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|10-10-2012, 11:01 PM||#11 (permalink)|
Ridin' The ShortBus
I have a toshiba qosmio, I'll look at what's in there and let you know, might work for you, I paid $2400 a few years back, and its been on a shelf for 1.5years, pretty sure it has an i7
|10-10-2012, 11:05 PM||#12 (permalink)|
Join Date: Dec 2011
Location: Los Angeles
While the portability of a laptop is really appealing, for simulation work I highly suggest a desktop (with a workstation graphics card), as the cost would be less than that of your laptop, and you're able to pick a workstation card (you can reconfigure a gaming card into a workstation card but it's a complicated process).
Student versions are available for free download, but if your professor has access to versions with addons, jump on that train.
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|10-11-2012, 09:22 AM||#13 (permalink)|
If you're needing a laptop for Solidworks the W series is where it's at. I was actually looking at picking up a W series at some point maybe in a few years when my M14x is getting long in the tooth. With that said as towerofcards.19 pointed out you could easily build a desktop for CAD for probably less than 1/2 the cost of your laptop. Just looked at Canada Computers, I realize you're in the US so your price will probably be even less than this, but a PNY Quadro 2000 with 1GB of GDDR5 is $450 add in your other components and you could easily build a dedicated CAD box for $1000 or so. With that said when you're looking to build a desktop CAD box a great way to save money and I did this personally myself is to buy a $250-300 gaming graphics card and do a BIOS mod. That's all most CAD cards are anyways they are the gaming cards with a different BIOS and special drivers that are focused on accuracy of rendering and image quality rather than sheer all out speed. Just food for thought
With that said I know you said it NEEDS to be a laptop so the W series go for it. Only things I'd change are with CAD being intensive bump your ram to 8GB (even if you buy it later yourself) I'd also suggest if you have the option getting a second hard drive added for mass storage. keep your working models and Solidworks on the SSD and then everything you've finished or aren't working on transfer to the mass storage drive. My last laptop (Dell E6510) had a 128GB SSD and it gets eaten up fast with Windows and a few applications a secondary drive really is almost a necessity really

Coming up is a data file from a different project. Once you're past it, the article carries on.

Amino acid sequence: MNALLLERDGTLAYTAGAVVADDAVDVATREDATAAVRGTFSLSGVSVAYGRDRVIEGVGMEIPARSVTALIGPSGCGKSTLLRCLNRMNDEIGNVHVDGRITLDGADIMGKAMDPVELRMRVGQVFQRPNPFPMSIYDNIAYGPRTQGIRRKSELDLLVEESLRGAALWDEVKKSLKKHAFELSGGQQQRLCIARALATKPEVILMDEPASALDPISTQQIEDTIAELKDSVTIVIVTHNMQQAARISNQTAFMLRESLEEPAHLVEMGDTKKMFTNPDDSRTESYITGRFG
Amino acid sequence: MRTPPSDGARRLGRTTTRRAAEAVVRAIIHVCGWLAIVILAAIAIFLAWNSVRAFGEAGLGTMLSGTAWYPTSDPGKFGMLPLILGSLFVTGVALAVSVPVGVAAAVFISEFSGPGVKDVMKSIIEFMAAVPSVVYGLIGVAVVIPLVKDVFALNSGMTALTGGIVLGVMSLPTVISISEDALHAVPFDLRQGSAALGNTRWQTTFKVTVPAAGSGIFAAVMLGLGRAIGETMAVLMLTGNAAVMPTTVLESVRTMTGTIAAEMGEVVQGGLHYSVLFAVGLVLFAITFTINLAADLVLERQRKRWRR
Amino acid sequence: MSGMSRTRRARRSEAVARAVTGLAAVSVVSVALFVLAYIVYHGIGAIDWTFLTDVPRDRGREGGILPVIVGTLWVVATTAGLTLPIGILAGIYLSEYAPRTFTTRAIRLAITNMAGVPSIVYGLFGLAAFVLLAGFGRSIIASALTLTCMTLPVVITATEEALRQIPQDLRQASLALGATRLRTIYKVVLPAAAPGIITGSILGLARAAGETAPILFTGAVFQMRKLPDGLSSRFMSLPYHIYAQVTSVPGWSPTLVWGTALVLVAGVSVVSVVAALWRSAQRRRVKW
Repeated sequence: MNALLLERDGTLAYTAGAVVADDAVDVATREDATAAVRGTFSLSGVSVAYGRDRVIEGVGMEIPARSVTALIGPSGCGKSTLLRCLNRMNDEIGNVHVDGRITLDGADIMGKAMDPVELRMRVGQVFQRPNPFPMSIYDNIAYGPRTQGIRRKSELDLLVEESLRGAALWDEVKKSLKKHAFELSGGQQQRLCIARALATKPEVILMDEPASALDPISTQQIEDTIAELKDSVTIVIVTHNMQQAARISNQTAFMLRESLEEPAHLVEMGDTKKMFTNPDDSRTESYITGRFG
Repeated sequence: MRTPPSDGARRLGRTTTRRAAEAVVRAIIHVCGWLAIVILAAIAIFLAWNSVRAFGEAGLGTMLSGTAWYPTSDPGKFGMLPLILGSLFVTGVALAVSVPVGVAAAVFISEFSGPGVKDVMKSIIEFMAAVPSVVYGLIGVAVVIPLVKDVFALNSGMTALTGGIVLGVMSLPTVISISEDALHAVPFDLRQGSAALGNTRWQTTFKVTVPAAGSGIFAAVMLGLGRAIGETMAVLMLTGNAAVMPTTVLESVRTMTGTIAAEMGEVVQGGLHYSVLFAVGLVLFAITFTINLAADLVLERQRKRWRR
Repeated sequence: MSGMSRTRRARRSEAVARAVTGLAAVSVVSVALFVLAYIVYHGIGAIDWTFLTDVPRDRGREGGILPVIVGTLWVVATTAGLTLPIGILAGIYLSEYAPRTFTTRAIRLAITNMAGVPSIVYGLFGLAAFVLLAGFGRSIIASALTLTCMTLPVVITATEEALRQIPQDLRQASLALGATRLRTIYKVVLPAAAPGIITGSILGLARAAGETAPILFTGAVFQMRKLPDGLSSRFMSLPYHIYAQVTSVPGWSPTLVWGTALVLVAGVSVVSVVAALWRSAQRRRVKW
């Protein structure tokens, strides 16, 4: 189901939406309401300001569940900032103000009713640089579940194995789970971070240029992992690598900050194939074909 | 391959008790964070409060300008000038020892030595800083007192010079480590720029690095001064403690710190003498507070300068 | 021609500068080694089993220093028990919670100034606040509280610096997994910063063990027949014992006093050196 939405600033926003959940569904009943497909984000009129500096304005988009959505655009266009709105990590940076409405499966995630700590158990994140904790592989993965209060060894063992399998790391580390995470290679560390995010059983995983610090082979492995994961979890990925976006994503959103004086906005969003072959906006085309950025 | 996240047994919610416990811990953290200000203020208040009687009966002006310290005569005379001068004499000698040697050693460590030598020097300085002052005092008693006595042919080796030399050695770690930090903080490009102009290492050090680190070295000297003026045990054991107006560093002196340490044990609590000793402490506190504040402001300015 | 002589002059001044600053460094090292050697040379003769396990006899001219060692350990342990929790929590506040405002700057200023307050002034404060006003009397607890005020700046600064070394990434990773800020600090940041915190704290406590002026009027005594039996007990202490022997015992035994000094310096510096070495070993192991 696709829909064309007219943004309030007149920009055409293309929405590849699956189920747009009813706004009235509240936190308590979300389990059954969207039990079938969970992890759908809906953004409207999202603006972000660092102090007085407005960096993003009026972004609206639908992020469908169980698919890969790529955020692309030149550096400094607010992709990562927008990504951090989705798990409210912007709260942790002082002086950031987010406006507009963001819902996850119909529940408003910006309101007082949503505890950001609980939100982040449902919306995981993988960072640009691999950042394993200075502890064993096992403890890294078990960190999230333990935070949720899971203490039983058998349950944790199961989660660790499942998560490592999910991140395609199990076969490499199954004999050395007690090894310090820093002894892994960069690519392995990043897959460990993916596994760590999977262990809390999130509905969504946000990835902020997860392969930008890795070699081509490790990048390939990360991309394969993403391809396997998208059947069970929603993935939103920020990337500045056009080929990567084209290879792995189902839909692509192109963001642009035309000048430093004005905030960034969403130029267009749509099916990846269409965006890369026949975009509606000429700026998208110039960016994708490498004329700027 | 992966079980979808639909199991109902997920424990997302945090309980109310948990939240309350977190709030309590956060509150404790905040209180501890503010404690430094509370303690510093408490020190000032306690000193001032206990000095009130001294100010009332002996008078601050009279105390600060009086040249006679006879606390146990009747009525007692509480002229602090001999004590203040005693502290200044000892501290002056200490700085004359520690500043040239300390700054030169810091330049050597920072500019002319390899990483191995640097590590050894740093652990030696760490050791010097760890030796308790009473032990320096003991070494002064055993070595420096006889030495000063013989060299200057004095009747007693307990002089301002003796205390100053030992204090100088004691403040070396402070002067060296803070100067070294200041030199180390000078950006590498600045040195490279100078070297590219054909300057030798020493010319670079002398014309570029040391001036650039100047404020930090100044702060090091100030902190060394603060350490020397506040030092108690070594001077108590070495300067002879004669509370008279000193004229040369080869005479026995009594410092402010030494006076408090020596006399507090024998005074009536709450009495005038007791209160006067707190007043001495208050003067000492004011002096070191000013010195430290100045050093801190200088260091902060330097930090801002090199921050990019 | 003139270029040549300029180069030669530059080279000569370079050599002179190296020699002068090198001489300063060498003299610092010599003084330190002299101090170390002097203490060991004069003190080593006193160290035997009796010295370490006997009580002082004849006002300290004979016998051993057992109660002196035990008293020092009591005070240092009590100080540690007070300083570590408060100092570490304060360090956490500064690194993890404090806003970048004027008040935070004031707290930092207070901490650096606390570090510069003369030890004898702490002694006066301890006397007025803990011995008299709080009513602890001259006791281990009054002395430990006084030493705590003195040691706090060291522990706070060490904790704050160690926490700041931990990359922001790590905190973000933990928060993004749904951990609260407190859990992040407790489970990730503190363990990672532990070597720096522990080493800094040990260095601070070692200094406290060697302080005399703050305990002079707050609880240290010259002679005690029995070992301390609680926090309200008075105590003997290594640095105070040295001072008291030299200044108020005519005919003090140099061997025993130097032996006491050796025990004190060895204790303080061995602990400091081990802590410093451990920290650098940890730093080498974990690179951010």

Hope that helped a bit in your decision making process
|10-11-2012, 09:37 AM||#14 (permalink)|
Join Date: Feb 2007
Custom Parts Machining... Feel Free to Contact
"All that is necessary for evil to succeed is for good men to do nothing"
God Bless America
|10-11-2012, 11:42 PM||#15 (permalink)|
Im running an asus N73J. It has been stable for all of the assemblies that I have worked on. No crashes yet . THe assemblies I work with are probably an order of magnitude larger than anything you are likely to have in your racer.
I can't remember if I have even moved up to 2012 yet lol. Large companies always lag a ways behind the currect rev.
3 words that will give you the biggest bang for your buck : dedicated video ram.
Shared video ram pretty much gets ignored and will cause crashes.
gaming cards are cheaper and will get the job done but be prepared for the crashes.
Solidworks requires goofy video cards because all of the major grunting is done on the GPU not the CPU like it should be. A carryover from when vram was so much faster than ram.
|10-12-2012, 03:07 PM||#16 (permalink)|
Join Date: Aug 2007
Hey Dukie I'm on an N75S here, the Asus laptops are solid. I only use this one for Gibbs 2012 currently but Inventor 2013 is going on it next week
my Avratech laptop is an Acer Timeline X... best compact laptop ever for the price. Both these laptops have dedicated graphics and video memory, which is basically must-have for CAD/CAM.
Last edited by ApoC_101; 10-12-2012 at 03:10 PM.